Archive | March 2013

Jodi Picoult’s “Lone Wolf”

Jodi Picoult’s Lone Wolf is as emotionally-charged as her previous novels. If you like stories about nature and wild animals, you’ll find this one extremely interesting, educational, and engaging. Luke Warren, an environmentalist and conservationist, is determined to challenge a prevalent belief about wolves as predators that attack other animals and people for sport rather than mere survival. So he first integrates himself into a wolf pack in the zoo where he works, and then takes his experiment to the extreme level by moving to the woods in Canada and living with a pack of wolves for two years, becoming a member. His return to his human family and community is almost as hard as being accepted by the pack. Needless to say, it’s traumatic not only for him but for his wife and two children as well.

Personally, I would’ve regarded Luke Warren’s experiment as pure fiction, thus absolutely impossible, if Jodi Picoult didn’t mention in her acknowledgments a scientist named Shaun Ellis who’d written about his own experience in a book, The Man Who Lived with Wolves. Which is on my reading list, of course.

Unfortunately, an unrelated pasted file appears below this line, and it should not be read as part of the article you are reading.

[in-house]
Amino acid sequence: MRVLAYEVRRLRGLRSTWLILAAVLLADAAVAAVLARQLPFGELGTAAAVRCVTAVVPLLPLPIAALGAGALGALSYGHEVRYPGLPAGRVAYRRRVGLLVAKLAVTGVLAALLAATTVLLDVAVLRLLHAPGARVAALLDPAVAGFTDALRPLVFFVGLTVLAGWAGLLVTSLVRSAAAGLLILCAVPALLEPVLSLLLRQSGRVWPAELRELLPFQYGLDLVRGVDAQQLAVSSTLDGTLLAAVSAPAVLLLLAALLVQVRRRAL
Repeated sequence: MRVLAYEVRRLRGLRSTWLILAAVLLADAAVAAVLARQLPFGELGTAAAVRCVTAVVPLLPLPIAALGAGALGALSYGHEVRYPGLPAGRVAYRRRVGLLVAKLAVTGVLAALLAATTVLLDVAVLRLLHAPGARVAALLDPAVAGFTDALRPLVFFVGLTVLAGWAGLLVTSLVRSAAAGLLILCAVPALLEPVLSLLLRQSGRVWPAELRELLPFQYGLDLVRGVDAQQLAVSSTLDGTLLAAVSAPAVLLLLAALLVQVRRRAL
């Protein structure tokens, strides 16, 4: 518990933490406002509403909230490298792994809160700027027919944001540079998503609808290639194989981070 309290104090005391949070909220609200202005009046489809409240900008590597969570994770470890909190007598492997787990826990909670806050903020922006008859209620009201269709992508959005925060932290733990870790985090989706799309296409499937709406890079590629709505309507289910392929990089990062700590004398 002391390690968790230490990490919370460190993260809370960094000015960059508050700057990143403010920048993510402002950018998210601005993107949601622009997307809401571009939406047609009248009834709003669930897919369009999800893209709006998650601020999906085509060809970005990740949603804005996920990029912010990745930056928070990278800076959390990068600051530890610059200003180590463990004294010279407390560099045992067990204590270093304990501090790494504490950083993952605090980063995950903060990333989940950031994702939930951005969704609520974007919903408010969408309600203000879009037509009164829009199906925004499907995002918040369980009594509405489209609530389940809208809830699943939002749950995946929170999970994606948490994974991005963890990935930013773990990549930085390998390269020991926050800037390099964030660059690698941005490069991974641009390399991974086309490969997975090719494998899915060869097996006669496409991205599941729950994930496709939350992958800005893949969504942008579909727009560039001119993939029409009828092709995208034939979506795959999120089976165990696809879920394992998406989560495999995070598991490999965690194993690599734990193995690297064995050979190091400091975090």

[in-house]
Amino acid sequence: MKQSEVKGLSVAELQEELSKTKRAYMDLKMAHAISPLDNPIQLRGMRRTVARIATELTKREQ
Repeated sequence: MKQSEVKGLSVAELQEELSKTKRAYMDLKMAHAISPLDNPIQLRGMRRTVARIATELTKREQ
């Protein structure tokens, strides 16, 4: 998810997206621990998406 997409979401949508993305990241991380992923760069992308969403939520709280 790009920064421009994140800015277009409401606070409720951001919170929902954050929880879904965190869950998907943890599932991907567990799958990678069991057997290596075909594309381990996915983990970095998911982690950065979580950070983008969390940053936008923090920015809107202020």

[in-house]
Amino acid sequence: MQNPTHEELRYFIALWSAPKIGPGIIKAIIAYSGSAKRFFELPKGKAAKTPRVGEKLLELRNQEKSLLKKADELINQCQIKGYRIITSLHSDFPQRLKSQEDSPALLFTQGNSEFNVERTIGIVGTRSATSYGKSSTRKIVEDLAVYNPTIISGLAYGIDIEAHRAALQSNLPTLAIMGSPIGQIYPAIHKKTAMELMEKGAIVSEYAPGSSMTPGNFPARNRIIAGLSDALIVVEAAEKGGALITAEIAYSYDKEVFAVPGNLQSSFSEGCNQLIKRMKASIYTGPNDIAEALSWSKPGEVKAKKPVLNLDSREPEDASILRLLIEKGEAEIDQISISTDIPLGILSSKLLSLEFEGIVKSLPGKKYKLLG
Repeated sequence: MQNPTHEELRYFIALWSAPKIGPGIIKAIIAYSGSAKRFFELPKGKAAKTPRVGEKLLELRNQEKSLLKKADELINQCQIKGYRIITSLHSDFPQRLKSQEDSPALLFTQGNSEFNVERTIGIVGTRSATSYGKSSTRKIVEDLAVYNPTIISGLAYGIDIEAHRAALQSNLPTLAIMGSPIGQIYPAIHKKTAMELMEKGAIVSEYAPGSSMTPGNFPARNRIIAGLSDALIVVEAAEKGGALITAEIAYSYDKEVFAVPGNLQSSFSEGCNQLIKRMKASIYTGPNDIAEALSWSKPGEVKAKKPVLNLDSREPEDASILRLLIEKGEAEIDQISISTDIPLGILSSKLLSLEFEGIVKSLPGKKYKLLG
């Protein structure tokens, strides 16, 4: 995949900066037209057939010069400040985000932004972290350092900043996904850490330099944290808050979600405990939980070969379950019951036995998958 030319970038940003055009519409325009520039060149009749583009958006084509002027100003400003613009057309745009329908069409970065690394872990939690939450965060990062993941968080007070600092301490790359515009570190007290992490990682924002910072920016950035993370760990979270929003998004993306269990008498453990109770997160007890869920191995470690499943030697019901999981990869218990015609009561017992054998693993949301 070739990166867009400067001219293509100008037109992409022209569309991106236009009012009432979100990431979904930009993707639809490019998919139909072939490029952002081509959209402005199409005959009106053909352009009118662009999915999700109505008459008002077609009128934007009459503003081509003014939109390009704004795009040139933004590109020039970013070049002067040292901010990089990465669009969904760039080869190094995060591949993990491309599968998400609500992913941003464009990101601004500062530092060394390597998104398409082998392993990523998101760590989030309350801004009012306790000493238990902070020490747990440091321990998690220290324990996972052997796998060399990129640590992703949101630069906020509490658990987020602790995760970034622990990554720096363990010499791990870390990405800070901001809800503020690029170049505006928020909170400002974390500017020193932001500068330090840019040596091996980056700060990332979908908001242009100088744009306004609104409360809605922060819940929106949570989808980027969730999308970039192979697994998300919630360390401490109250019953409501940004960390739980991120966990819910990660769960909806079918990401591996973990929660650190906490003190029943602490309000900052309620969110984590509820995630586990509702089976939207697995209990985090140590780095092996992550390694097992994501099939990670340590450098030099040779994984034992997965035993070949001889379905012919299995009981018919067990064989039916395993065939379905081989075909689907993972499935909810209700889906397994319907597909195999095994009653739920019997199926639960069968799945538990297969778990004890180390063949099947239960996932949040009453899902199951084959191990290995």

Charlotte Rogan’s “The Lifeboat”

Charlotte Rogan’s The Lifeboat is an amazing story of one’s will to survive at any cost. This novel is Titanic  in words, so beautifully and skillfully written that you don’t need to see the film to visualize the shipwreck and plight of the passengers, those who go down and those who get lucky to have a seat in a lifeboat.

When the ocean liner, Empress Alexandra, sinks due to fire in 1914, Grace Winter, a 22-year-old newly-wed, is secured a place in a lifeboat by her husband. And the ordeal continues.

The novel shows how a disaster can bring the best out of people, as well as the worst. It shows how humans can be reduced to an animal state, following the strongest of the pack, and when that leader, to whom they owe their survival for several days, loses some of his power, they betray him and cling to his opponent. How they become chameleons and even murderers—all for the sole purpose of their own survival.

Find Time to Write!

From all the interviews that I’ve read in numerous issues of The Writer and Writer’s Digest magazines, I’ve learned the most valuable advice that every successful author gives aspiring writers: Allot time for your daily writing and stick to it no matter what!

In order to achieve that you need to do a few things, some of which are as follows:

One: Put a “Do not disturb” sign on the door of your study, warning your family about your absolute need for a quiet writing time. Two: Disconnect the Internet, eliminating your temptation to check your e-mail or to browse for hot world news. Three: Glue your rear to a chair and stay in it for 3-4 hours at a time, without taking a break, until you produce a certain number of pages or words (assigned to you by yourself).

Well, what about my current situation?